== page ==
Author Topic: Thought Experiment: Man Rating OmegA  (Read 7642 times)

Thought Experiment: Man Rating OmegA
« on: 11/05/2018 07:54 pm »
This idea popped into my brain and now I need answers. If, for whatever reason, it was decided in the next few years to attempt to man-rate Omega, what would that look like? How well suited is Omega to lofting crews? What would be the major roadblocks? How might these roadblocks be solved?

Edited to add note: Try to think like an engineer, not a critic. This thread is NOT about whether or not Omega should be man-rated. It's is a mental an engineering challenge to figure out what would be required to man-rate it.
« Last Edit: 11/06/2018 08:47 am by JEF_300 »

Online JonathanD

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Re: Thought Experiment: Man Rating OmegA
« Reply #1 on: 11/05/2018 08:07 pm »
Aside from flaming hunks of solid rocket booster burning holes in your parachutes and killing your astronauts, sounds great.

Online ncb1397

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Re: Thought Experiment: Man Rating OmegA
« Reply #2 on: 11/05/2018 08:42 pm »
Aside from flaming hunks of solid rocket booster burning holes in your parachutes and killing your astronauts, sounds great.

Doesn't seem to be a problem with escape systems on fighter jets carrying solid ordnance. And the SRBs stayed remarkably intact during Challenger when the liquid fuel tank exploded. OmegA is a four stage design including boosters, meaning each stage doesn't have to be built for minimal dry weight and maximum velocity contribution compared to 1/2/3 stage designs. The Shuttle SRBs being over-engineered vs the ET is why they stayed together and the ET didn't.

So, one modification for man-rating would be making sure the new segments are as strong as the older steel casings even though there is no re-use.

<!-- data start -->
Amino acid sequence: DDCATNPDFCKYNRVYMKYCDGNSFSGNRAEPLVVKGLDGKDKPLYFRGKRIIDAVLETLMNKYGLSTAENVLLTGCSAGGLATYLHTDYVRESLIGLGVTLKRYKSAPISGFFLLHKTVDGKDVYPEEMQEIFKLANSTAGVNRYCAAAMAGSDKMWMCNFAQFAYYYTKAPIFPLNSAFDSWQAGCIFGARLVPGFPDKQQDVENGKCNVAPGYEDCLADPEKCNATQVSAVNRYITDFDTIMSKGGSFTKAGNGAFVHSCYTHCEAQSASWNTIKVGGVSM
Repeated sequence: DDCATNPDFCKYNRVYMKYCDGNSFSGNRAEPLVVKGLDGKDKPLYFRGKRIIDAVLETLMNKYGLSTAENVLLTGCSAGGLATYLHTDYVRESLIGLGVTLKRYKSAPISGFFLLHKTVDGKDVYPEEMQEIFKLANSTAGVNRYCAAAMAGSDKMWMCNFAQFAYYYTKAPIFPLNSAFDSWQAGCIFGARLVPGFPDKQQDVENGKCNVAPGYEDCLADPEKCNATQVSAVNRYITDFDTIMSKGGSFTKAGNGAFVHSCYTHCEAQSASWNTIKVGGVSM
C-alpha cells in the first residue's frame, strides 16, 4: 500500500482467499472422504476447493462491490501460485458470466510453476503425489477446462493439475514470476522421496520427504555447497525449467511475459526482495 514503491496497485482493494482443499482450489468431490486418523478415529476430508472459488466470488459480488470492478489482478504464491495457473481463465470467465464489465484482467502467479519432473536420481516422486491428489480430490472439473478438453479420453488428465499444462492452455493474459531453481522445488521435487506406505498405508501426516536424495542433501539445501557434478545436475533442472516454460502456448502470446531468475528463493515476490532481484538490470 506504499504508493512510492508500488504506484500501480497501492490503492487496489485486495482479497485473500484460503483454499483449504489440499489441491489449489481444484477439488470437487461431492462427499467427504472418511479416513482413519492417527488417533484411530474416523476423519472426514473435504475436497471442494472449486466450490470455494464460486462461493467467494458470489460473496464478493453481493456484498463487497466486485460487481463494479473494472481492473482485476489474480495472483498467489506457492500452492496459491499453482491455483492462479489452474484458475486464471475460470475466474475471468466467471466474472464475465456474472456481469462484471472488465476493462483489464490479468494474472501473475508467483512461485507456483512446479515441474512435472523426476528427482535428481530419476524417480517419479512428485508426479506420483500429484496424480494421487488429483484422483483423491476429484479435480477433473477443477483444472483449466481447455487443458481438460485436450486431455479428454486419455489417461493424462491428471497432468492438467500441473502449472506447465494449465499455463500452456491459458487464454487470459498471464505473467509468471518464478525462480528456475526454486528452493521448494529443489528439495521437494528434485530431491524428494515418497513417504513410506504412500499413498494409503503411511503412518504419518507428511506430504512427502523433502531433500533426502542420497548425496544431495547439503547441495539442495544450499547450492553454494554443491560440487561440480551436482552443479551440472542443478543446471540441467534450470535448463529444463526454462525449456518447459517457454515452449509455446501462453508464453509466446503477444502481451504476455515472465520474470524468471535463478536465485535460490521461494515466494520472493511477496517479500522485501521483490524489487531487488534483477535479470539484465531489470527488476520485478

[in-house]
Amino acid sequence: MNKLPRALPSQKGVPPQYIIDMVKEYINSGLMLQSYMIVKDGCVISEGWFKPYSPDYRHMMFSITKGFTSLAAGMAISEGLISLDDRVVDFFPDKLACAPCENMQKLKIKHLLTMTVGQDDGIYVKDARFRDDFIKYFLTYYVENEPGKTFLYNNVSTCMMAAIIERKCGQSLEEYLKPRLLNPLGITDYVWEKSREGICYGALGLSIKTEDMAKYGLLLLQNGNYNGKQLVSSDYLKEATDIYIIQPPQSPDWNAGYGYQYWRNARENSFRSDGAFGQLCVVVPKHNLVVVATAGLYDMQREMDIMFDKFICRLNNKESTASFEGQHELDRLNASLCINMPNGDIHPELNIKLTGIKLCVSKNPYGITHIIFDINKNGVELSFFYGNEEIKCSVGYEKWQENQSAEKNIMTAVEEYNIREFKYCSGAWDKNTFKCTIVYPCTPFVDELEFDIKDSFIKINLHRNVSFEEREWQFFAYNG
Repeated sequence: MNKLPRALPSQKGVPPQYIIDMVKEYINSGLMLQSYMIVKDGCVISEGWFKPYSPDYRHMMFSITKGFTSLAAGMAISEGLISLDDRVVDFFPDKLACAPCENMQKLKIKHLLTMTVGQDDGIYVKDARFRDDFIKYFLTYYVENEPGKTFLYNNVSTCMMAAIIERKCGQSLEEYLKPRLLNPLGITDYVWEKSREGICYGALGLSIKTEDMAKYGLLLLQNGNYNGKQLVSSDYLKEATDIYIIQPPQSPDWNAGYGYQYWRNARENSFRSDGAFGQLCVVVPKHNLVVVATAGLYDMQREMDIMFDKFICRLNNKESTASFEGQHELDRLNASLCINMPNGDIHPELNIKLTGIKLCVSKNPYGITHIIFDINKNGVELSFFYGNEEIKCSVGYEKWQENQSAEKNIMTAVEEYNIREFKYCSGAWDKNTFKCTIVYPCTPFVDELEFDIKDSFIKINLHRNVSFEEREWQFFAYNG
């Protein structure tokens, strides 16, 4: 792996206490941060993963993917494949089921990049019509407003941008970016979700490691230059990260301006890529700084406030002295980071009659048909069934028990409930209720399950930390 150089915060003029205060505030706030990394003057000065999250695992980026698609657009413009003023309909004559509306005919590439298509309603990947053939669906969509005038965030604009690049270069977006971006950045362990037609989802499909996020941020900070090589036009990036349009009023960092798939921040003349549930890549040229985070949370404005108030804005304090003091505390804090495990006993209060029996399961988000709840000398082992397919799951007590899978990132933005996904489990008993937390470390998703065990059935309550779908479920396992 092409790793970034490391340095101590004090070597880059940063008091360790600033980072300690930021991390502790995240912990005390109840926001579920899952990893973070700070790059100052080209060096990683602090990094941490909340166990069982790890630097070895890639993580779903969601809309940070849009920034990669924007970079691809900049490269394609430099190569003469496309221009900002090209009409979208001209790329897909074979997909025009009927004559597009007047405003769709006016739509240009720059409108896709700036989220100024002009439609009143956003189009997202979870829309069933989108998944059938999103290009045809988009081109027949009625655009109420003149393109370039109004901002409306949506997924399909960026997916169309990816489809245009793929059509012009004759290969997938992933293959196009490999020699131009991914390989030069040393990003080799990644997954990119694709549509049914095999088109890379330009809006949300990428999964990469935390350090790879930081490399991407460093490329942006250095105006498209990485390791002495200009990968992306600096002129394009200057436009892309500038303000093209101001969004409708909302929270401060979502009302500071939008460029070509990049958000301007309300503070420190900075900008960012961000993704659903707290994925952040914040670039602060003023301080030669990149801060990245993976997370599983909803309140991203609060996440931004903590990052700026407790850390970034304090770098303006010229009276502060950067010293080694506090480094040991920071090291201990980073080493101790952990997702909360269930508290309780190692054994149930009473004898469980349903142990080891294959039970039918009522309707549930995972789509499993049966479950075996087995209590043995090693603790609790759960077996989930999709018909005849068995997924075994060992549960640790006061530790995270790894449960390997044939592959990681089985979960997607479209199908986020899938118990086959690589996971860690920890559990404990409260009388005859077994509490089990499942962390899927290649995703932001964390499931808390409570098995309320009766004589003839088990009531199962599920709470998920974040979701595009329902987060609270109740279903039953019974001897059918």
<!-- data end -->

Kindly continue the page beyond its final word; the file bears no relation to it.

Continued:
« Last Edit: 11/05/2018 08:48 pm by ncb1397 »

Online vaporcobra

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Re: Thought Experiment: Man Rating OmegA
« Reply #3 on: 11/05/2018 09:12 pm »
It's a horrible, terrible, wildly unsafe idea. We should all be thankful that Ares I was cancelled after just one flight - performing crew launches with an all-solid boost stage is about as close to testing fate as one can get, even after you solve the problem that solids (at least Shuttle-style formulations) produce vibrations (technically thrust oscillations) strong enough to kill or maim astronauts.

NASA's solution was quite literally giant shock absorbers, which gives one a sense of just how stupid an all-solid boost stage on a crewed rocket really is.

Online TomH

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Re: Thought Experiment: Man Rating OmegA
« Reply #4 on: 11/06/2018 01:38 am »
Well, if you went with the OmegaA Heavy S1 (Castor 1200 and six GEM 63s), wouldn't you simply have a very souped up S1 for the Ares I?
« Last Edit: 11/06/2018 01:39 am by TomH »

Offline ChrisWilson68

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Re: Thought Experiment: Man Rating OmegA
« Reply #5 on: 11/06/2018 01:51 am »
Aside from flaming hunks of solid rocket booster burning holes in your parachutes and killing your astronauts, sounds great.

Doesn't seem to be a problem with escape systems on fighter jets carrying solid ordnance. And the SRBs stayed remarkably intact during Challenger when the liquid fuel tank exploded. OmegA is a four stage design including boosters, meaning each stage doesn't have to be built for minimal dry weight and maximum velocity contribution compared to 1/2/3 stage designs. The Shuttle SRBs being over-engineered vs the ET is why they stayed together and the ET didn't.

So, one modification for man-rating would be making sure the new segments are as strong as the older steel casings even though there is no re-use.

Watch this video of the Delta 2 failure in 1997:



Fighter jets aren't using the solid ordinance as their primary propulsion, so it's not a comparable situation.  If a casing lets go while a booster is firing, the effect is very much different from what happens if a fighter jet explodes and the missiles under the wing burn in the fire.

Offline IanThePineapple

Re: Thought Experiment: Man Rating OmegA
« Reply #6 on: 11/06/2018 02:06 am »